Author + information
- Received July 5, 1989
- Revision received November 1, 1989
- Accepted November 22, 1989
- Published online April 1, 1990.
- Albrecht Breitenbücher, MD,
- Matthias Pfisterer, MD, FACC,
- Andreas Hoffmann, MD and
- Dieter Burckhardt, MD∗
- ↵∗Address for reprints: Dieter Burckhardt, MD, Professor of Cardiology, Division of Cardiology, Department of Internal Medicine, University Hospital, CH-4031 Basel, Switzerland.
A retrospective 5 year follow-up study was performed in 140 patients with unequivocal ischemia during exercise radionuclide angiography (≥10% decrease in left ventricular ejection fraction or ≥5% decrease in ejection fraction together with a distinct regional wall motion abnormality). In 84 patients (60%), ischemia during radionuclide angiography was silent (silent ischemia group), whereas 56 patients experienced angina during the test (symptomatic group). Work load and antianginal medication were similar in both groups.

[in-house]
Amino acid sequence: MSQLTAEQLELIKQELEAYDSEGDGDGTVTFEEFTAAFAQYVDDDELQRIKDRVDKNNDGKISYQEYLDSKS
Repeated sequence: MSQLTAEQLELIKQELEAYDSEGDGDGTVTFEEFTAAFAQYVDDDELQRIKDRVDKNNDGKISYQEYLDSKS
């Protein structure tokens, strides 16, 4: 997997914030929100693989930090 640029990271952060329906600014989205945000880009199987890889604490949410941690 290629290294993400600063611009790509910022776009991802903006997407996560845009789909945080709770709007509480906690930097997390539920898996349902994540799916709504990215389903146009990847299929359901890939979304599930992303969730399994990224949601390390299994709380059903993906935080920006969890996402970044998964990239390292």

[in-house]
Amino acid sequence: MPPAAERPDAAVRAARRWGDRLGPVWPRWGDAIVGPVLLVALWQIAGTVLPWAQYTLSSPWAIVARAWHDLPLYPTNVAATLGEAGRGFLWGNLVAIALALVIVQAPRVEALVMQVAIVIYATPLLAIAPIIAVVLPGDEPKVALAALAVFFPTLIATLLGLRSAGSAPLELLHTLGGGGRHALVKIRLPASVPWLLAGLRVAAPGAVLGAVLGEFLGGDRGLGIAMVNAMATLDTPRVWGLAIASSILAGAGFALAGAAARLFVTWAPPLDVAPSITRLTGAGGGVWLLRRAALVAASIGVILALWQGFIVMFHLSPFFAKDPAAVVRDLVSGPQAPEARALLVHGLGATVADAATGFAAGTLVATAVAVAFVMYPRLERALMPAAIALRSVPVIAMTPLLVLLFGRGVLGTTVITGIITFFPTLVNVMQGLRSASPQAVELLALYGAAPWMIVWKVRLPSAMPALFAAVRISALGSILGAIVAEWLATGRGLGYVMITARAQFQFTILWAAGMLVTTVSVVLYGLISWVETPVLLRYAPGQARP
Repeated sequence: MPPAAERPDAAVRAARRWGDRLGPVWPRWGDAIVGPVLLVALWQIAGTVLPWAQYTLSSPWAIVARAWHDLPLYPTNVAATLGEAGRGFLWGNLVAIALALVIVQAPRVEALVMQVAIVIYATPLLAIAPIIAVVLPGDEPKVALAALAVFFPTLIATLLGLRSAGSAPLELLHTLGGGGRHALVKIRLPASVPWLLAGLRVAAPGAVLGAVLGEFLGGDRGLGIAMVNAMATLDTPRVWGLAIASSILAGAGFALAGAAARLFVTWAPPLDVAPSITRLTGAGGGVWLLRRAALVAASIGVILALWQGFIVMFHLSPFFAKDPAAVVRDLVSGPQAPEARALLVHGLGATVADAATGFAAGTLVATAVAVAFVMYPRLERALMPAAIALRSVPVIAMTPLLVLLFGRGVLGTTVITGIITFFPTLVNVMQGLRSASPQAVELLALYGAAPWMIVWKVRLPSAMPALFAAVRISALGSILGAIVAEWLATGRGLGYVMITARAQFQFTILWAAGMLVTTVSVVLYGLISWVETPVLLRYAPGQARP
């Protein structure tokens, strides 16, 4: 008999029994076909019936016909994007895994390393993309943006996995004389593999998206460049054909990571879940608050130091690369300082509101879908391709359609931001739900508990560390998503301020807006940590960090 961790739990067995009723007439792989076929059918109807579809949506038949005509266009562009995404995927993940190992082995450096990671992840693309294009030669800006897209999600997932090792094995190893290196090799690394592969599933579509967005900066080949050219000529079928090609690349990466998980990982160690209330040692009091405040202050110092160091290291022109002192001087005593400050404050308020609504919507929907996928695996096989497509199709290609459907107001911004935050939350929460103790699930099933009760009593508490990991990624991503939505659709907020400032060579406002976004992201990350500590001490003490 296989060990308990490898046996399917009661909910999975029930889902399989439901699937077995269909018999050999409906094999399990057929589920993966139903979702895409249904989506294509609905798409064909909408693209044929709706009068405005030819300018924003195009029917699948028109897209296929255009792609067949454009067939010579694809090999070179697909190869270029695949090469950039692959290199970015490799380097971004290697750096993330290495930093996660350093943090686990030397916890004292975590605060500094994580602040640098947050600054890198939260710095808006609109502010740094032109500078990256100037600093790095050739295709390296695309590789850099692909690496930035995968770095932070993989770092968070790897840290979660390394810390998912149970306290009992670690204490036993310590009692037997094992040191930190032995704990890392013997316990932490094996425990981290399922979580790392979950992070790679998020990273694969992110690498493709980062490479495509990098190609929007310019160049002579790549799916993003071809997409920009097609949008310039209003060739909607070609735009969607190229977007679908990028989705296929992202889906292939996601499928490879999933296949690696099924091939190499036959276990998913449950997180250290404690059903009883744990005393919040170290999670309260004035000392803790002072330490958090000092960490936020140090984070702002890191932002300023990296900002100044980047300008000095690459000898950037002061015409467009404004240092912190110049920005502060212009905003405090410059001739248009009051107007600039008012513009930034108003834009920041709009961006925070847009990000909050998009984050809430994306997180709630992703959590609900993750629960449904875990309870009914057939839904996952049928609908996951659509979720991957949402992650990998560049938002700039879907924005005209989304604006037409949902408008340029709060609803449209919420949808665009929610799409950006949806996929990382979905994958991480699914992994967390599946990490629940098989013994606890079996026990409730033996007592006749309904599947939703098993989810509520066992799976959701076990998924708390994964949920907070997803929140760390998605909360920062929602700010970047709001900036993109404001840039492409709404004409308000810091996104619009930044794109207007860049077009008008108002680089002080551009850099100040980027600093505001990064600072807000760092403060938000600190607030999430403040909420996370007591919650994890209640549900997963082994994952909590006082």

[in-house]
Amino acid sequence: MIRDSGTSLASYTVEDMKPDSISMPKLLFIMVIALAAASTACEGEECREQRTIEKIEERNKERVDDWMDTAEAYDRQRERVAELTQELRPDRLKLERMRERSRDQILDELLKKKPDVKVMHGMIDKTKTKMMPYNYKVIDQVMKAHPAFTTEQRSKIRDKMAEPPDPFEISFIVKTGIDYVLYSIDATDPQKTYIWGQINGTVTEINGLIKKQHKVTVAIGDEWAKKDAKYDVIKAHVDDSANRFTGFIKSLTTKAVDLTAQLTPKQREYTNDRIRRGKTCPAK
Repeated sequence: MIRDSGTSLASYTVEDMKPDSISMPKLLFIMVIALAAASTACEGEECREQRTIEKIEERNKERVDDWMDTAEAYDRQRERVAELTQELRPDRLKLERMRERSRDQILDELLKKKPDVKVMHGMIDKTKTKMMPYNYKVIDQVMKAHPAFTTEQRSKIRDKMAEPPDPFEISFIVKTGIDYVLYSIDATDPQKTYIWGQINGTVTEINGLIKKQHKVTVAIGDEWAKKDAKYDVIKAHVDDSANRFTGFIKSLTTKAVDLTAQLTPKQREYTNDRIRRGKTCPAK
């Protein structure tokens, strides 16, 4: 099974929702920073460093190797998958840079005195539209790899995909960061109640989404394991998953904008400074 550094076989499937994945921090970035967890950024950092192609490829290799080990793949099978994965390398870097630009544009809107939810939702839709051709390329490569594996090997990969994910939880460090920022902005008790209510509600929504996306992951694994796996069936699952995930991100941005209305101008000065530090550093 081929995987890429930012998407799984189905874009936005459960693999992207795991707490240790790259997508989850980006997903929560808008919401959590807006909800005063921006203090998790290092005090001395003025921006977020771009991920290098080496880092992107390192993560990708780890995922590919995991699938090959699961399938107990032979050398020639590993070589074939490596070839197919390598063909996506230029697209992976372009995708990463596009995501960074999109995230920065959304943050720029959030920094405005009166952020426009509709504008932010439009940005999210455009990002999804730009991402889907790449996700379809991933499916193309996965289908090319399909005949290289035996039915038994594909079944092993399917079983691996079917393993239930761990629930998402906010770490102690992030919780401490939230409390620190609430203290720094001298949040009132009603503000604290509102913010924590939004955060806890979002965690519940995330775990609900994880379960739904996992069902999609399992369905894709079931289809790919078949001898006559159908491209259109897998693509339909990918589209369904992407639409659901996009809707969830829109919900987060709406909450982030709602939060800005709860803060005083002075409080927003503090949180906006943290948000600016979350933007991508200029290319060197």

Critical cardiac events (unstable angina, myocardial infarction, cardiac death) occurred in 27% of patients in the silent ischemia group and 16% of those in the symptomatic group (p = NS); however, myocardial infarction or death was more frequent in patients with silent ischemia (22% versus 9%; p < 0.05). If there was additional exercise-induced ST segment depression, the rate of critical events was further increased (p < 0.05). The difference in critical cardiac events seemed to be influenced by the higher incidence of revascularization procedures in symptomatic patients, whereas medical therapy had no similar effect.
Thus, these findings suggest that patients with documented severe ischemia should undergo left heart catheterization and revascularization irrespective of symptoms to improve their prognosis.
- Received July 5, 1989.
- Revision received November 1, 1989.
- Accepted November 22, 1989.